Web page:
A growing number of college students have seemed to be more interested in spending their spring break in humanitarian efforts as opposed to the spring break cliché of lounging on sun-soaked beaches.
For five years, the United Way Deloitte has sponsored what is being called the ‘Alternative Spring Break,’ and now colleges and universities have jumped on board with their own alternative spring break humanitarian programs—North Carolina University, Great Falls University, and Wayne State, to name a few. (HuffingtonPost)
Hundreds of college students across the country will spend their spring break helping rebuild devastated areas in gulf states where damage from Hurricanes Katrina and Rita is still prevalent. Others will spend their week in impoverished urban areas in American cities, while other groups will even travel abroad.
The United Way reported an estimated 12,000 hours of student volunteer contributed work last year in states such as Indiana, Louisana, Michigan, Mississippi, and Texas. The impact that these groups have made has been great. Some of their accomplishments have been posted on the United Way blog.
Many students who have been deeply effected by desolated Haiti have been enthusiastic about relief work there but, unfortunately, have not been permitted to do so as the country’s situation is still very volatile. Yet, students have found ways to lend aid state-side by collecting, packaging, and shipping supplies, Huffington Post reported.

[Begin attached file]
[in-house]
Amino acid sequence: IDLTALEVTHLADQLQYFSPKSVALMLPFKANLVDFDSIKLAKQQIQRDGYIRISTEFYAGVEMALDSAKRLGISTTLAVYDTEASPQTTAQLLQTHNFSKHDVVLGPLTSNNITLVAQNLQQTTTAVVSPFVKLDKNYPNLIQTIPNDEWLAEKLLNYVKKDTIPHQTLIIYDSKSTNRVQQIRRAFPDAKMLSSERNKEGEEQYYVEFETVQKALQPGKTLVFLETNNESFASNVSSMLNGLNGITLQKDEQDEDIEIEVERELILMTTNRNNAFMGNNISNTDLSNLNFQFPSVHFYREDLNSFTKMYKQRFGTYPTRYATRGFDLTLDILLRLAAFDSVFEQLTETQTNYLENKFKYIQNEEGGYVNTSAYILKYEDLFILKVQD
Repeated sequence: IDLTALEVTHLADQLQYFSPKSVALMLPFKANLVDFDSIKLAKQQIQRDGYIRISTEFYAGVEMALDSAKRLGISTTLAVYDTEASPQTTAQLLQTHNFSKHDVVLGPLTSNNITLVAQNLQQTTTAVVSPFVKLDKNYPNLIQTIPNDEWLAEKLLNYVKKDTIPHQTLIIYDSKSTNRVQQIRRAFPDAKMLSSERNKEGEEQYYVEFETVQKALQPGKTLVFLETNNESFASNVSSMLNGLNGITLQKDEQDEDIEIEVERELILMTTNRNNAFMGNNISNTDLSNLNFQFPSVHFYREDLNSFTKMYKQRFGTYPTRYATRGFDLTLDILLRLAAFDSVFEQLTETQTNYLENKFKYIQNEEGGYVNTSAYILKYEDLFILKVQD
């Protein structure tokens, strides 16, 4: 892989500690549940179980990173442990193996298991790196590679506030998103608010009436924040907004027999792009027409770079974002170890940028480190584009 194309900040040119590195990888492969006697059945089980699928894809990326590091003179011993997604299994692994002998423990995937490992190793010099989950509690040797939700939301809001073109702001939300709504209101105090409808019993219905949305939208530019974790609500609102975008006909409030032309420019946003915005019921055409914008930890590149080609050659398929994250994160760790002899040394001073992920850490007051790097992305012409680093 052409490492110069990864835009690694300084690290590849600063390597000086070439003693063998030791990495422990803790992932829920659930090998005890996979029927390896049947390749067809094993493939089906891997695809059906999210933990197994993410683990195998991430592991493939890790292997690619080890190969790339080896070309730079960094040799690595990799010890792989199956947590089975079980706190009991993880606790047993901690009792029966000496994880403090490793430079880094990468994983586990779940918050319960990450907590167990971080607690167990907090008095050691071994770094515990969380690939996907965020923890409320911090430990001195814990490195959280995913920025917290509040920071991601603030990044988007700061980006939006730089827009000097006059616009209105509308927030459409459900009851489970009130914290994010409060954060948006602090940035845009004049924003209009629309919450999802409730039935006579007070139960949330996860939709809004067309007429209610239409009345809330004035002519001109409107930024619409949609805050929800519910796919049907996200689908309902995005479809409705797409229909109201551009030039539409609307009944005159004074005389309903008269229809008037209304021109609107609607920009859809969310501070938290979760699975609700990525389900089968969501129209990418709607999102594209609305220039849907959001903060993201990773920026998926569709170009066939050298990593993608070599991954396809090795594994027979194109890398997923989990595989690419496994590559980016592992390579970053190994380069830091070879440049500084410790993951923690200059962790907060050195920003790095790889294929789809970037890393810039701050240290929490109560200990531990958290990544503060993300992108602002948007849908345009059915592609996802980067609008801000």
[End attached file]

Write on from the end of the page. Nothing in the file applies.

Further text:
The first step is to connect with a volunteer agency or church. Here are a few suggestions:
*NOTE: Spring break registration is now closed, but summer programs are now available for registration.
Most volunteer vacations do cost money. Check with the respective agency for details.
Last year, I had the opportunity to go with a group of high school students as a leader to inner city Davenport, Iowa. At first, the thought of volunteering in Iowa, of all places, was discouraging. I would have much preferred an exotic, warm island, where the lovely children greet you with flowers and necklaces. It was not the case in Iowa. It was cold, rainy, and only four hours from home.
The course of the week was spent serving the homeless, working in local urban ministries such as an amazing indoor skateboard park that worked to keep kids of the street, assisting the elderly, and encouraging the impoverished in the community. It ended up being one of the most rich and rewarding experiences of my life. I look back at Iowa with fondness, and if given the chance, I would never choose to exchange that spring break experience with any other!
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